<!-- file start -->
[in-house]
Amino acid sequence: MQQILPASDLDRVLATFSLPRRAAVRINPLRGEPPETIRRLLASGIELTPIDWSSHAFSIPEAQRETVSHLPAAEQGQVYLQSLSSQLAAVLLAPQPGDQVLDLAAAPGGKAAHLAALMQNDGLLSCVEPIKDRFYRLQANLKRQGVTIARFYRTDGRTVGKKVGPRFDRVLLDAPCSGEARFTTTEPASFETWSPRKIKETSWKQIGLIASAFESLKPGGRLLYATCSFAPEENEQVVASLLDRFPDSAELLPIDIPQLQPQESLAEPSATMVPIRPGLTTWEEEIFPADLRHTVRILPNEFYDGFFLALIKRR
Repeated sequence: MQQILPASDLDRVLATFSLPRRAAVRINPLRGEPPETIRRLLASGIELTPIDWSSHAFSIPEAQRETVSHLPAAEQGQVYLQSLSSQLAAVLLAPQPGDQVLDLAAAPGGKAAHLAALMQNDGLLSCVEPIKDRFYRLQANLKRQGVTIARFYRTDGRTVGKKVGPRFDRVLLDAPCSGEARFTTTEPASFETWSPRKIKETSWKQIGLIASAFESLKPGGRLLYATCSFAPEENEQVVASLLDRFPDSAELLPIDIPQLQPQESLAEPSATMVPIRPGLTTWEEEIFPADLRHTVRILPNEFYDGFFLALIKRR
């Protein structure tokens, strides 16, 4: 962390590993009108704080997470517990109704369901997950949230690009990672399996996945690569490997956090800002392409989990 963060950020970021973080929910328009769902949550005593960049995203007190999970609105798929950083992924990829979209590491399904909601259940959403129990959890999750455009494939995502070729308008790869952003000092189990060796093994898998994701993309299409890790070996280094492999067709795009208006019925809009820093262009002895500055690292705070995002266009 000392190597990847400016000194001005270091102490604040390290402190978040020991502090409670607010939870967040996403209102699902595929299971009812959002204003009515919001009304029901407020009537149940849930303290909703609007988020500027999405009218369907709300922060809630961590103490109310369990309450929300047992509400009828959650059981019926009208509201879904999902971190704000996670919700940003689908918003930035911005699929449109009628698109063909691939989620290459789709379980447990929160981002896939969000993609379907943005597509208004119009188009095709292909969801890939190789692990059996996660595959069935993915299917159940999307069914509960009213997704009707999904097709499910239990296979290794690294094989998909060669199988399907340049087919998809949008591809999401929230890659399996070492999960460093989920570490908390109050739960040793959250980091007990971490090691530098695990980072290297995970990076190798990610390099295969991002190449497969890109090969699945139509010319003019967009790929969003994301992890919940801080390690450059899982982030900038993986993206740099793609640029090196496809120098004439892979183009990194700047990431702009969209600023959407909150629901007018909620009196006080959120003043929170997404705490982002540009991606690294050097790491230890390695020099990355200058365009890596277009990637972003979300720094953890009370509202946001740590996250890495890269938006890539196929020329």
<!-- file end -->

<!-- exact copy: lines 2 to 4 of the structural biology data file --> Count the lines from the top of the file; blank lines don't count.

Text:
Amino acid sequence: MQQILPASDLDRVLATFSLPRRAAVRINPLRGEPPETIRRLLASGIELTPIDWSSHAFSIPEAQRETVSHLPAAEQGQVYLQSLSSQLAAVLLAPQPGDQVLDLAAAPGGKAAHLAALMQNDGLLSCVEPIKDRFYRLQANLKRQGVTIARFYRTDGRTVGKKVGPRFDRVLLDAPCSGEARFTTTEPASFETWSPRKIKETSWKQIGLIASAFESLKPGGRLLYATCSFAPEENEQVVASLLDRFPDSAELLPIDIPQLQPQESLAEPSATMVPIRPGLTTWEEEIFPADLRHTVRILPNEFYDGFFLALIKRR
Repeated sequence: MQQILPASDLDRVLATFSLPRRAAVRINPLRGEPPETIRRLLASGIELTPIDWSSHAFSIPEAQRETVSHLPAAEQGQVYLQSLSSQLAAVLLAPQPGDQVLDLAAAPGGKAAHLAALMQNDGLLSCVEPIKDRFYRLQANLKRQGVTIARFYRTDGRTVGKKVGPRFDRVLLDAPCSGEARFTTTEPASFETWSPRKIKETSWKQIGLIASAFESLKPGGRLLYATCSFAPEENEQVVASLLDRFPDSAELLPIDIPQLQPQESLAEPSATMVPIRPGLTTWEEEIFPADLRHTVRILPNEFYDGFFLALIKRR
């Protein structure tokens, strides 16, 4: 962390590993009108704080997470517990109704369901997950949230690009990672399996996945690569490997956090800002392409989990 963060950020970021973080929910328009769902949550005593960049995203007190999970609105798929950083992924990829979209590491399904909601259940959403129990959890999750455009494939995502070729308008790869952003000092189990060796093994898998994701993309299409890790070996280094492999067709795009208006019925809009820093262009002895500055690292705070995002266009 000392190597990847400016000194001005270091102490604040390290402190978040020991502090409670607010939870967040996403209102699902595929299971009812959002204003009515919001009304029901407020009537149940849930303290909703609007988020500027999405009218369907709300922060809630961590103490109310369990309450929300047992509400009828959650059981019926009208509201879904999902971190704000996670919700940003689908918003930035911005699929449109009628698109063909691939989620290459789709379980447990929160981002896939969000993609379907943005597509208004119009188009095709292909969801890939190789692990059996996660595959069935993915299917159940999307069914509960009213997704009707999904097709499910239990296979290794690294094989998909060669199988399907340049087919998809949008591809999401929230890659399996070492999960460093989920570490908390109050739960040793959250980091007990971490090691530098695990980072290297995970990076190798990610390099295969991002190449497969890109090969699945139509010319003019967009790929969003994301992890919940801080390690450059899982982030900038993986993206740099793609640029090196496809120098004439892979183009990194700047990431702009969209600023959407909150629901007018909620009196006080959120003043929170997404705490982002540009991606690294050097790491230890390695020099990355200058365009890596277009990637972003979300720094953890009370509202946001740590996250890495890269938006890539196929020329």